A company that has deployed 3D printer designs for guns amounted to a prohibition of sharing them online with the sale of flash drive that contains the file.
The designs were available for free download, but a temporary ban has been imposed by a judge concerned that they could fall into the wrong hands.
Defense Distributed now promises to deliver the units to customers were selected.
Its price is $10 (£7.70), but customers can choose how much to pay.
The story of what the Texas-based firm’s founder Cody Wilson calls the “downloadable gun” has been a chess.
Computer-aided design (Cad) were originally published online in 2013. But the website was quickly ordered to remove the files for fear that they could be used by terrorists or criminals to make untraceable “ghost guns”.
In a surprise move, and after a long judicial action by Defense Distributed, the Department of Justice has established the month of July, and that the models do not represent a threat to national security and could be put back in line.
They were downloaded thousands of times, prompting complaints from 19 states in the united states. Led by the state of Washington, have launched a legal action against the government of the UNITED states.
That, in turn, has led to a federal judge to issue a temporary ban that has seen the file, once again removed from the internet.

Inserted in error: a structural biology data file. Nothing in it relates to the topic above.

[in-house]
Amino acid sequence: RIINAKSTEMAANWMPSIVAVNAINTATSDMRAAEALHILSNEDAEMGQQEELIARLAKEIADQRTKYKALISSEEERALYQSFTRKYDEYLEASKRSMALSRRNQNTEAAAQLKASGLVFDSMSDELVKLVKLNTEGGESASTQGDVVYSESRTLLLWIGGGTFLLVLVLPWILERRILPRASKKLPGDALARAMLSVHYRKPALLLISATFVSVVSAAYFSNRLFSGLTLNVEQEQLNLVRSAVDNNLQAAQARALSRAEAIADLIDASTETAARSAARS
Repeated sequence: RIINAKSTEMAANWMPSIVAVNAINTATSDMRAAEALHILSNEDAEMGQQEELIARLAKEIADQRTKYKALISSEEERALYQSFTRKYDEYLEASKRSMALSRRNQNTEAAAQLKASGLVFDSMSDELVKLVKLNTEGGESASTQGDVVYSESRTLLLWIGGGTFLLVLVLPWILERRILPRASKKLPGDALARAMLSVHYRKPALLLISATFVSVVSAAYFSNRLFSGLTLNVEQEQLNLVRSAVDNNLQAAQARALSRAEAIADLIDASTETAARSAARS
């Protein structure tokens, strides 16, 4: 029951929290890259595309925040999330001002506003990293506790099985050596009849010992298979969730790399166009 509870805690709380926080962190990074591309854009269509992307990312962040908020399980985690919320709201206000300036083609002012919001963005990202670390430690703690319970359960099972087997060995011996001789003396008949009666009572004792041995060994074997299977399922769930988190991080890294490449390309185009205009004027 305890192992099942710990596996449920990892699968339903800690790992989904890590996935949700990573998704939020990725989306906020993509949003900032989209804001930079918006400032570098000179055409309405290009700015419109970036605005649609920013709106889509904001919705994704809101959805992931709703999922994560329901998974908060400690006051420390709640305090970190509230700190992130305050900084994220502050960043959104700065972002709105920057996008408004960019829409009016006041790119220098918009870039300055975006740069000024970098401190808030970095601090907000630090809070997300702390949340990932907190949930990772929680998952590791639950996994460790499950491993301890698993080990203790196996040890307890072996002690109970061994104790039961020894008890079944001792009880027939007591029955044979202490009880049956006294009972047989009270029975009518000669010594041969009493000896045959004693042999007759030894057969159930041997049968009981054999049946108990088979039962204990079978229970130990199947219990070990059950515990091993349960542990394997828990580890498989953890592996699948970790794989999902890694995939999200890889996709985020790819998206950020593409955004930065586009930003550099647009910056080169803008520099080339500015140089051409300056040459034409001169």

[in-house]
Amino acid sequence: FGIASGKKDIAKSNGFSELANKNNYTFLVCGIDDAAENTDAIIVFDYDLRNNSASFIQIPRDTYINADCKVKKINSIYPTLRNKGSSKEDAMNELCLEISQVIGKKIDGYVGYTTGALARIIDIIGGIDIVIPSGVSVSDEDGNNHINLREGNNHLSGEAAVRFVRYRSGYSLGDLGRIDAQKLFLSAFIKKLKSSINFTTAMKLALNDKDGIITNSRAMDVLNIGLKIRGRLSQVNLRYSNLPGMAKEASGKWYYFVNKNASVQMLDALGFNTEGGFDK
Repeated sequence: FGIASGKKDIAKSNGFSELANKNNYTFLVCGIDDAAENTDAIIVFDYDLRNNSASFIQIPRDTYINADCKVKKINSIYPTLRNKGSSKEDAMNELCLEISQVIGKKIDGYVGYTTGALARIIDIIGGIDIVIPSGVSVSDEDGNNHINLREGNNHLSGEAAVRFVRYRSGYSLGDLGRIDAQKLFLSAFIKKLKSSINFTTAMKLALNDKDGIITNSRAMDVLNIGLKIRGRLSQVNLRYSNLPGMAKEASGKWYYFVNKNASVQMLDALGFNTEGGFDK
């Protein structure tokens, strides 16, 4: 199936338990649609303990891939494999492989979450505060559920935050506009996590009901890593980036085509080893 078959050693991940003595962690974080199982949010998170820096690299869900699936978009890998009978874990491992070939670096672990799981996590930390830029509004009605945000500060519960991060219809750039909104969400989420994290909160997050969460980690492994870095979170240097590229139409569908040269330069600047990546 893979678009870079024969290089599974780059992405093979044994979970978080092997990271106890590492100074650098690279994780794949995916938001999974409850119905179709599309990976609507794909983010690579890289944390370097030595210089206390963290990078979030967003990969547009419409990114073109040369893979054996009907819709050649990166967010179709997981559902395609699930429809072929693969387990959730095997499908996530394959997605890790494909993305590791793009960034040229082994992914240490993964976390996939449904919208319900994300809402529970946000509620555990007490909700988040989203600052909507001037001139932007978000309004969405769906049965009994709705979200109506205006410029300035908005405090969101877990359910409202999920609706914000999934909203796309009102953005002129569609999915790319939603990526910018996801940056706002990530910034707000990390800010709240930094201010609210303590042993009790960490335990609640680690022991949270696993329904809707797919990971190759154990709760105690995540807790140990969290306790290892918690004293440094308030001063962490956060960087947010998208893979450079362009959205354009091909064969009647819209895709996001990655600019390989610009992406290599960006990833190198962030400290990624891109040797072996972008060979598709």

Now it is online again, the files are only available for purchase and delivery to customers with headquarters in states that have not imposed a prohibition.
Those who live elsewhere it is said: “Your teachers say that you can not be trusted with this information.”
Users can also send their files to sell on the platform and will be able to get a 50% cut.
In a press conference, Mr. Wilson said that his company had already received 400 orders.
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“I am happy to become the iTunes of 3D guns if I can’t be the Napster”, the news site Ars Technica reported him as saying.
Napster was a file-sharing music service, which offered Mp3 for free.
“Anyone who wants to get these files is to get. They can name their price,” Mr Wilson added.
He said that his move was motivated by a desire to support the freedom of speech, rather than to make money.
The main Defense Distributed website still carries a statement saying that he had received the order to shut down its file repository.
Defense Distributed files cover a wide range of firearms, including 3D-printable components that might make a version of the AR-15 semi-automatic assault rifle, a gun that was used in the UNITED states mass shootings.